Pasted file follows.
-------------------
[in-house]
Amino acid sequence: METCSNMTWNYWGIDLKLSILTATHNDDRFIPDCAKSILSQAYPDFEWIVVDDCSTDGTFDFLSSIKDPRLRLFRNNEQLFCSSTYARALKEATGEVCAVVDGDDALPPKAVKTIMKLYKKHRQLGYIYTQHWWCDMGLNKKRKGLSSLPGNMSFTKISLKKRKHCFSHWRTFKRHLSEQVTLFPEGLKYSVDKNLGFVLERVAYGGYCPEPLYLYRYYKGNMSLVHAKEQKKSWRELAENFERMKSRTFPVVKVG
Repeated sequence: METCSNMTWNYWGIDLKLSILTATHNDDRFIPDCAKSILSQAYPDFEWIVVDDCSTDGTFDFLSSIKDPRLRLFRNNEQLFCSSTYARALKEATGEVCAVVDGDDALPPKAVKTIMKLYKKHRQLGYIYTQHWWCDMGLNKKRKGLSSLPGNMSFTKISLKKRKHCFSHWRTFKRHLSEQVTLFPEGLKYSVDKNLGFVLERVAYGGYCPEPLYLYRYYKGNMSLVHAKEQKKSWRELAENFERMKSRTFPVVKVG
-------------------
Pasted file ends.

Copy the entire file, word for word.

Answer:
[in-house]
Amino acid sequence: METCSNMTWNYWGIDLKLSILTATHNDDRFIPDCAKSILSQAYPDFEWIVVDDCSTDGTFDFLSSIKDPRLRLFRNNEQLFCSSTYARALKEATGEVCAVVDGDDALPPKAVKTIMKLYKKHRQLGYIYTQHWWCDMGLNKKRKGLSSLPGNMSFTKISLKKRKHCFSHWRTFKRHLSEQVTLFPEGLKYSVDKNLGFVLERVAYGGYCPEPLYLYRYYKGNMSLVHAKEQKKSWRELAENFERMKSRTFPVVKVG
Repeated sequence: METCSNMTWNYWGIDLKLSILTATHNDDRFIPDCAKSILSQAYPDFEWIVVDDCSTDGTFDFLSSIKDPRLRLFRNNEQLFCSSTYARALKEATGEVCAVVDGDDALPPKAVKTIMKLYKKHRQLGYIYTQHWWCDMGLNKKRKGLSSLPGNMSFTKISLKKRKHCFSHWRTFKRHLSEQVTLFPEGLKYSVDKNLGFVLERVAYGGYCPEPLYLYRYYKGNMSLVHAKEQKKSWRELAENFERMKSRTFPVVKVG